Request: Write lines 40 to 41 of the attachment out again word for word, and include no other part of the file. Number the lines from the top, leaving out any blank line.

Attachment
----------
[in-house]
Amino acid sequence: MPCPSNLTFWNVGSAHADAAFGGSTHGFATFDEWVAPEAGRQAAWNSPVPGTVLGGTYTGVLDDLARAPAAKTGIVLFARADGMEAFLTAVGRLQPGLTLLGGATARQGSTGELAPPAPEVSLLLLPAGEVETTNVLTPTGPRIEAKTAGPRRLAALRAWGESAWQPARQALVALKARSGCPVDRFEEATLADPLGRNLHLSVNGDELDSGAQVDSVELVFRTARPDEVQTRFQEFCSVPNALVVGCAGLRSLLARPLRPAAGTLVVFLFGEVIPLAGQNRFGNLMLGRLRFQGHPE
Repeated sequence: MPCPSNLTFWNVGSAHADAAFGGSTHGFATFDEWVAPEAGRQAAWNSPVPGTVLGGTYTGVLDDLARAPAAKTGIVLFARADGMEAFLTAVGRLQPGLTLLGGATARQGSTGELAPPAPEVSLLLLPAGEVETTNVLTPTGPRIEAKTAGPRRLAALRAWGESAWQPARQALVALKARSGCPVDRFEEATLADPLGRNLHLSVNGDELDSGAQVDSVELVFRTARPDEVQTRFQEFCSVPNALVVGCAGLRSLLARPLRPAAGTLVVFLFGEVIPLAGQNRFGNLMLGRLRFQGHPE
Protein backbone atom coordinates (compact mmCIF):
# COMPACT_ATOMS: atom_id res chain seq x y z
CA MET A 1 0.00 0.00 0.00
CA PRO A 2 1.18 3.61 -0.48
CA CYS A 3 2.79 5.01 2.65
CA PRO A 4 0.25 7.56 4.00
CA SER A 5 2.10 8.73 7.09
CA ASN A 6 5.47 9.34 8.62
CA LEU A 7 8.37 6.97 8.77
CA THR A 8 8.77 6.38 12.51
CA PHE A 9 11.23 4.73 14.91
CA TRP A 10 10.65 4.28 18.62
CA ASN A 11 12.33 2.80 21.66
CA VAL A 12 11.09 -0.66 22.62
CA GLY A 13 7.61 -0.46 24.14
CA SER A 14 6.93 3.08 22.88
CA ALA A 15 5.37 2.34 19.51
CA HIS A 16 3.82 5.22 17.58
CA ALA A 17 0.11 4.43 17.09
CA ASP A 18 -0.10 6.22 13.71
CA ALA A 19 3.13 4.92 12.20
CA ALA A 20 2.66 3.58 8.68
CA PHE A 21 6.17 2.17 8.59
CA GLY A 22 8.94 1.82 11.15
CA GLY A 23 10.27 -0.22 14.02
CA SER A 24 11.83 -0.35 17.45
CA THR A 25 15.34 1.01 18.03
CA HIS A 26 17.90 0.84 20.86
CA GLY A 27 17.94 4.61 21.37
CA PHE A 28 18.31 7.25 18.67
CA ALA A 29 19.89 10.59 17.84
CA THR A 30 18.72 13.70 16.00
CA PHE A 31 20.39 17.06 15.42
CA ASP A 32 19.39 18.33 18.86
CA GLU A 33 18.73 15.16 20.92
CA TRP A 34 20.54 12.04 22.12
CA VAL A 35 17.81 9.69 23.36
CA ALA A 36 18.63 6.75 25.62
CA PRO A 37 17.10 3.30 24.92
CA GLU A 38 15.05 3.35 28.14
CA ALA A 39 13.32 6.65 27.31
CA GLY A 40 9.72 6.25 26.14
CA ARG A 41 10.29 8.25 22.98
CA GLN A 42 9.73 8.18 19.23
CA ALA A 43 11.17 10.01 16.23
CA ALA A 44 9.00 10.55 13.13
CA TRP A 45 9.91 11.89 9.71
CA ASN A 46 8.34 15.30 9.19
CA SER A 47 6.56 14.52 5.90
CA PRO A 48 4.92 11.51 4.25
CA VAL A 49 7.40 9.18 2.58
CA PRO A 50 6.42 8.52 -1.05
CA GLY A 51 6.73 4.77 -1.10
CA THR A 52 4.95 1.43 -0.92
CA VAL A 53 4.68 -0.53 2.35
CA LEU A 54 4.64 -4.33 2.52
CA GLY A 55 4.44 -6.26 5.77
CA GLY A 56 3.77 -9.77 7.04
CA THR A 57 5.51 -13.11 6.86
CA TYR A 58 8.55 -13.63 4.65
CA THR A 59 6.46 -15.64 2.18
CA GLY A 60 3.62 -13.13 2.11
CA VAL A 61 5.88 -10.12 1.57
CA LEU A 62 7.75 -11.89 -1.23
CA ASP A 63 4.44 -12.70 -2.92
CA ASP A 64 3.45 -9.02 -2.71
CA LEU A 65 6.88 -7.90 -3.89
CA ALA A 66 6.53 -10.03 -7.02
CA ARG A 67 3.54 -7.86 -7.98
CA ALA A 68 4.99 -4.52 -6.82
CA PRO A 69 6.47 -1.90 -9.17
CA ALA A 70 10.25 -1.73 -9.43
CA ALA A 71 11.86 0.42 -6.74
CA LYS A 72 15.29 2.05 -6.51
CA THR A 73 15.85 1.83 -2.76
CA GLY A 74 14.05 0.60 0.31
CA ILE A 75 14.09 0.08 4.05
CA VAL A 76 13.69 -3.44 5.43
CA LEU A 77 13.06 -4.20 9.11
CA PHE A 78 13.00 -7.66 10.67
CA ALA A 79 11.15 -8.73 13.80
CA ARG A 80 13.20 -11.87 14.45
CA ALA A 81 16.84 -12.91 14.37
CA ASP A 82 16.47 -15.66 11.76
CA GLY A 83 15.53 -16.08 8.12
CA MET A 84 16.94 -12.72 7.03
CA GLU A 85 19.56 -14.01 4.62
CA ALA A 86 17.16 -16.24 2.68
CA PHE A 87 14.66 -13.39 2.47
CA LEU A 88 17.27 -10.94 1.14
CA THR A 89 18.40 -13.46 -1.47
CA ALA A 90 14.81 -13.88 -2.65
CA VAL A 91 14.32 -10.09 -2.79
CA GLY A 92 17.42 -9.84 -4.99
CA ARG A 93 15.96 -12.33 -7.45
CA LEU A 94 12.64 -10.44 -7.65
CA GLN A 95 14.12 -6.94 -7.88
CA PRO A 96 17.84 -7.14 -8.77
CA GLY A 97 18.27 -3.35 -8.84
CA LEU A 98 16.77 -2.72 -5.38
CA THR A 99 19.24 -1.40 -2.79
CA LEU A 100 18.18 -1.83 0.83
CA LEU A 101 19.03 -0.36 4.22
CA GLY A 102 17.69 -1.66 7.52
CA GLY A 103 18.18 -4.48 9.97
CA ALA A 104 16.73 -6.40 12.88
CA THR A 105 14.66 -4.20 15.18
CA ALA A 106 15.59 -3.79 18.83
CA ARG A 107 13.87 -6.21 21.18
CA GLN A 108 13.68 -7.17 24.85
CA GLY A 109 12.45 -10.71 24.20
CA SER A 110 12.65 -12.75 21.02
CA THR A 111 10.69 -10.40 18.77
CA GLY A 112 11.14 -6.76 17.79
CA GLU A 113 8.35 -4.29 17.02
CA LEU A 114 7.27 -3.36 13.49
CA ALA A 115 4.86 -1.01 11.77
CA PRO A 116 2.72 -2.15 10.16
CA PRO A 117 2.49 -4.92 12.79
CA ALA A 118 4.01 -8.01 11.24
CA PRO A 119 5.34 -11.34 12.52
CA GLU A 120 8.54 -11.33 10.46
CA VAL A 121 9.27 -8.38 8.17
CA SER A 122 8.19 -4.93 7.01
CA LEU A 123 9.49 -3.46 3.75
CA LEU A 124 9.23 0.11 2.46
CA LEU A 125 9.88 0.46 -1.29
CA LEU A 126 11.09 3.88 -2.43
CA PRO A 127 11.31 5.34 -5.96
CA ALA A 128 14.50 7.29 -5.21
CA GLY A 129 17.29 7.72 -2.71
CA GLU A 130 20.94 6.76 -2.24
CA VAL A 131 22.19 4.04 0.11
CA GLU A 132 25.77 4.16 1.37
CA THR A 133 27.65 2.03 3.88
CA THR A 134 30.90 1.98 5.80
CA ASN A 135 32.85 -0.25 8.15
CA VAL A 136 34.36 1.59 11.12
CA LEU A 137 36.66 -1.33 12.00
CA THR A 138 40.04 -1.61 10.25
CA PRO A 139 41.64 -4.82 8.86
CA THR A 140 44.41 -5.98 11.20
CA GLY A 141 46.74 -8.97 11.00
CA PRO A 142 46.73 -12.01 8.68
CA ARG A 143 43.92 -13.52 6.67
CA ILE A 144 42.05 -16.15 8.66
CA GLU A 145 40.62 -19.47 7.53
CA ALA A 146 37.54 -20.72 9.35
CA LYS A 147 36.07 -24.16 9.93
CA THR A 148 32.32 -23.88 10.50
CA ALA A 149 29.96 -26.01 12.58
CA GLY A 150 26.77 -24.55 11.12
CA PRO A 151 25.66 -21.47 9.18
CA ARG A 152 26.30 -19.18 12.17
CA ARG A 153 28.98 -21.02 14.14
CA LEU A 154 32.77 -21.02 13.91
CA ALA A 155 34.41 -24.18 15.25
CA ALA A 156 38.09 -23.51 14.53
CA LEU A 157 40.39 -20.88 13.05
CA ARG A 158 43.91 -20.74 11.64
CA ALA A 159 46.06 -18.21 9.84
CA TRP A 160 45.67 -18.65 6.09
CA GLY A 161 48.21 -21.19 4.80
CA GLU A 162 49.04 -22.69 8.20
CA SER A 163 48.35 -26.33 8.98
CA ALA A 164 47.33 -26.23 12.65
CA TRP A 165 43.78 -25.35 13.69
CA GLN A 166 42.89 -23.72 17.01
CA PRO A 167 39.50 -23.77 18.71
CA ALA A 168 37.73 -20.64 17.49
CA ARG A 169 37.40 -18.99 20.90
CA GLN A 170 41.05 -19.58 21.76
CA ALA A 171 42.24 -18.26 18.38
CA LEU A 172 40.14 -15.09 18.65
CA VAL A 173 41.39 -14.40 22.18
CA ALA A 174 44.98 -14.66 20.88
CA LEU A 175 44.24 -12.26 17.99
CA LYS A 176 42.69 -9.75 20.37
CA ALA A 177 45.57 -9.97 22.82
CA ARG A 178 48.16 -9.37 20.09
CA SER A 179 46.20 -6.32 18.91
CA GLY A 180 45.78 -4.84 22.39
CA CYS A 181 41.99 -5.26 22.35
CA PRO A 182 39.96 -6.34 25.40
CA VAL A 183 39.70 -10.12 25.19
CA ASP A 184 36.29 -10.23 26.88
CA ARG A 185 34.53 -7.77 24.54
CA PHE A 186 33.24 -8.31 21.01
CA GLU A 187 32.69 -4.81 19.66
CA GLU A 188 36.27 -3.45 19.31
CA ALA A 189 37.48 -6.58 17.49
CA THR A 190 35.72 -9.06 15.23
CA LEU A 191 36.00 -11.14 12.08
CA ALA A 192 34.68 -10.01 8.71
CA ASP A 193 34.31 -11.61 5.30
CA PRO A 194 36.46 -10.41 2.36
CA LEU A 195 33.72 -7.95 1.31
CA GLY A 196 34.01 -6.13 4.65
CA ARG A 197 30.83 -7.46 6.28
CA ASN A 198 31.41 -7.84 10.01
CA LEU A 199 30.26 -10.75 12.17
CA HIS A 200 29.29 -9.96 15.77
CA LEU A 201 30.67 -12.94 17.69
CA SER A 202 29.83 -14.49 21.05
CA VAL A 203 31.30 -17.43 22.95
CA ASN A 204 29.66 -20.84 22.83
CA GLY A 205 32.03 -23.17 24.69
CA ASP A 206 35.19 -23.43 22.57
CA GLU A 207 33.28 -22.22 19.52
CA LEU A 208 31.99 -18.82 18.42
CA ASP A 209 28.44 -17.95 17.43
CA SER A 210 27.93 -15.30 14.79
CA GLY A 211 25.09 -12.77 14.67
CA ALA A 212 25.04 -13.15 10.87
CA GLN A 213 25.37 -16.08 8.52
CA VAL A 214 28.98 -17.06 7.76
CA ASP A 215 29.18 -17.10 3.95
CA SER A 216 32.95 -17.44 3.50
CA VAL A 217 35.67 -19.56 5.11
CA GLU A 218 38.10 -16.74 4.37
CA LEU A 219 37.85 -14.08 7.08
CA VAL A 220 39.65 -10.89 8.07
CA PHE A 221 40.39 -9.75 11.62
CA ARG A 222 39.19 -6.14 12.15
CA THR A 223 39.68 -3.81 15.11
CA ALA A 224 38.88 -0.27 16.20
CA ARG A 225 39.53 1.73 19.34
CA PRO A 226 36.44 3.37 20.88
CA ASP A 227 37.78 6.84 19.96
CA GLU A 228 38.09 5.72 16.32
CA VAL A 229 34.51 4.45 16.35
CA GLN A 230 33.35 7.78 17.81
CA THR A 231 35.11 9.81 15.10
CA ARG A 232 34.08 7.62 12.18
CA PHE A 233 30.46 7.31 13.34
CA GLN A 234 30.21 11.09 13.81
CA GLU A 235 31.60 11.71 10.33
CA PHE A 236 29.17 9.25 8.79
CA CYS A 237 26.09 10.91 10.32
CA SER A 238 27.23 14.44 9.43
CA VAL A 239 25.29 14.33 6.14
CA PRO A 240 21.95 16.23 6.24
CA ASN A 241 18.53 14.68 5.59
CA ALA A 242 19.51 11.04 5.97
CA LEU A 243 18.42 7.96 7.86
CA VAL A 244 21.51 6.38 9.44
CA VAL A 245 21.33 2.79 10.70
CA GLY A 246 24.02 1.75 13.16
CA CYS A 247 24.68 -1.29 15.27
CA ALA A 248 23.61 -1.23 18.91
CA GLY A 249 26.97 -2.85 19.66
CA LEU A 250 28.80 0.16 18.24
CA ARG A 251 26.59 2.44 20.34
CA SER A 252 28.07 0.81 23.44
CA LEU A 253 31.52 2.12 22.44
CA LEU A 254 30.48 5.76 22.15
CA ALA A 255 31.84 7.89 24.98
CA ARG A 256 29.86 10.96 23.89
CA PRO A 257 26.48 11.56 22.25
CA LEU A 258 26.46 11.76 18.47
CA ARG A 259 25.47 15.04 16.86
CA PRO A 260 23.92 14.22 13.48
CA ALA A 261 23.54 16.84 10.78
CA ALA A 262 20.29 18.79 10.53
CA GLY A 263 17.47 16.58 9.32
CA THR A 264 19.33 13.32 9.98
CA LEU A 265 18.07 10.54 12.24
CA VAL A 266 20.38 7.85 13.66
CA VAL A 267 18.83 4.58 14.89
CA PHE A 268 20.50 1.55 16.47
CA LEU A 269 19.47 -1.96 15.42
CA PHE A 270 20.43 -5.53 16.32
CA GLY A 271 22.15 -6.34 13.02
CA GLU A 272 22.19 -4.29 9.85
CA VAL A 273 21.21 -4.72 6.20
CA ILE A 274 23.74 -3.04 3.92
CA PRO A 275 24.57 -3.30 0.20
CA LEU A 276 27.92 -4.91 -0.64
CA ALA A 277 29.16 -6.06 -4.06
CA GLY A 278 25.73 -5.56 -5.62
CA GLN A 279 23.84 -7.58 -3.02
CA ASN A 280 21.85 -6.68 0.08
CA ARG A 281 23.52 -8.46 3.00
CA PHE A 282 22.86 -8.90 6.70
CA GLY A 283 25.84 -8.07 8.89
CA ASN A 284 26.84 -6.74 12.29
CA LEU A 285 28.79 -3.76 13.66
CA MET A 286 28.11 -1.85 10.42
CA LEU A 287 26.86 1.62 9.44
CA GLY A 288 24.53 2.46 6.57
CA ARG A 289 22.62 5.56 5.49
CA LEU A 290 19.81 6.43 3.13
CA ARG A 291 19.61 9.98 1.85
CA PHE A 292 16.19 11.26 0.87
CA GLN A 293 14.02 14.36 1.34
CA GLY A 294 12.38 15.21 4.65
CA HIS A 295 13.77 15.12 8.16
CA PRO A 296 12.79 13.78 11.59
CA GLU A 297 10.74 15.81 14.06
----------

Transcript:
CA VAL A 35 17.81 9.69 23.36
CA ALA A 36 18.63 6.75 25.62